History | Premodern East Asia, Integrative Issues
H675 | 25006 | Struve


A portion of the above section reserved for majors
Above section meets with EALC-E 600

A principal aim of this course is to foster integrative thought
about the east-northeastern region of Asia by examining areas of
intersection in the historical scholarship on the three major
civilizations of that region. The interrelations we will examine are
of basically three kinds: actual historical movements of people,
goods, ideas, and institutions among C, J, and K; historical
phenomena that occurred separately but commonly in all three; and
scholarly approaches that have been applied, separately or
comparatively, in historical studies on all three regions. Thematic
areas of trifold inquiry include: the history and (re)construction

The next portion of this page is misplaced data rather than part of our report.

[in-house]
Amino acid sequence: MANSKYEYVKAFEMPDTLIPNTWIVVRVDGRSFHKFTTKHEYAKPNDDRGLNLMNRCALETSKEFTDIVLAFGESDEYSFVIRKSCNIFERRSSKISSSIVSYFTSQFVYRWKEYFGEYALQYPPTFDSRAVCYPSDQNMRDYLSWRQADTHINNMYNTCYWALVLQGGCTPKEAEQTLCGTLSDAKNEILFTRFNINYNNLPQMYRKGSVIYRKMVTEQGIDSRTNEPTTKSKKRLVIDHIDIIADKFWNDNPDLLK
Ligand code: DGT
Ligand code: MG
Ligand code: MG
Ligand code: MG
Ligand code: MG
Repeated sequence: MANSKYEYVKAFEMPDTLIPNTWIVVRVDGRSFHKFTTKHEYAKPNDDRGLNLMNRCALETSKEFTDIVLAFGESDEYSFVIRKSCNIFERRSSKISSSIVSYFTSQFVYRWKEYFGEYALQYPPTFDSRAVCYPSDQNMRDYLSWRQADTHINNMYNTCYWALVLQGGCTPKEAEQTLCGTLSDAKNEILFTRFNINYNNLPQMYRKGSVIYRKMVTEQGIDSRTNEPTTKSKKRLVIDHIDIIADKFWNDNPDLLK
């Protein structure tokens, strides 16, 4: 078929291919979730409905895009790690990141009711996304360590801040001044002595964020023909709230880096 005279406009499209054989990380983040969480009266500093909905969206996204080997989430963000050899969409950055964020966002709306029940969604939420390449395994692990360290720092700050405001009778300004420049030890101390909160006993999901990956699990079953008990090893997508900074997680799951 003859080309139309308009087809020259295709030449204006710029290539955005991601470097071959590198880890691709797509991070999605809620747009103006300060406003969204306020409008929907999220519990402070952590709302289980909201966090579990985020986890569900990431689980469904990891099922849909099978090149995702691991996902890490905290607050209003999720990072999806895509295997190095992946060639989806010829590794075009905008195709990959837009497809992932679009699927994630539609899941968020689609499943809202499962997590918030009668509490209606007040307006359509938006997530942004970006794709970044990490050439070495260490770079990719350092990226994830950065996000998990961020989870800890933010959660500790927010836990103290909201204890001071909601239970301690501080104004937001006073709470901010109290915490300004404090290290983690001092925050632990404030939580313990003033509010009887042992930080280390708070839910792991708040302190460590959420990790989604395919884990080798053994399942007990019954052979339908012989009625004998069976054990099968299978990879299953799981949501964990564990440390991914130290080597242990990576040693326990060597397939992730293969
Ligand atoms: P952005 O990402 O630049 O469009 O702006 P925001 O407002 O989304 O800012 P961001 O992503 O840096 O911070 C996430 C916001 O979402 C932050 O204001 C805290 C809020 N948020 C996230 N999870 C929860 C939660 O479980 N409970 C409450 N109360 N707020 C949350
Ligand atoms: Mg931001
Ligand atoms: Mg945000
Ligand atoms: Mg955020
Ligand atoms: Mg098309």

of “origins”; phases of canon-formation; phases of elite
transformation; mutual diplomacy, trade, and travel; demographic
patterns; printing and book culture; women’s lives and literacy. All
readings (in English) will be available either on reserve or online.
Students are expected to participate actively in discussions, and
each is required to develop a bibliographic essays, 15–20 pages in
length, that sets forth in prose an ideal class session on some
potentially integrative topic in the history of premodern East Asian
civilization.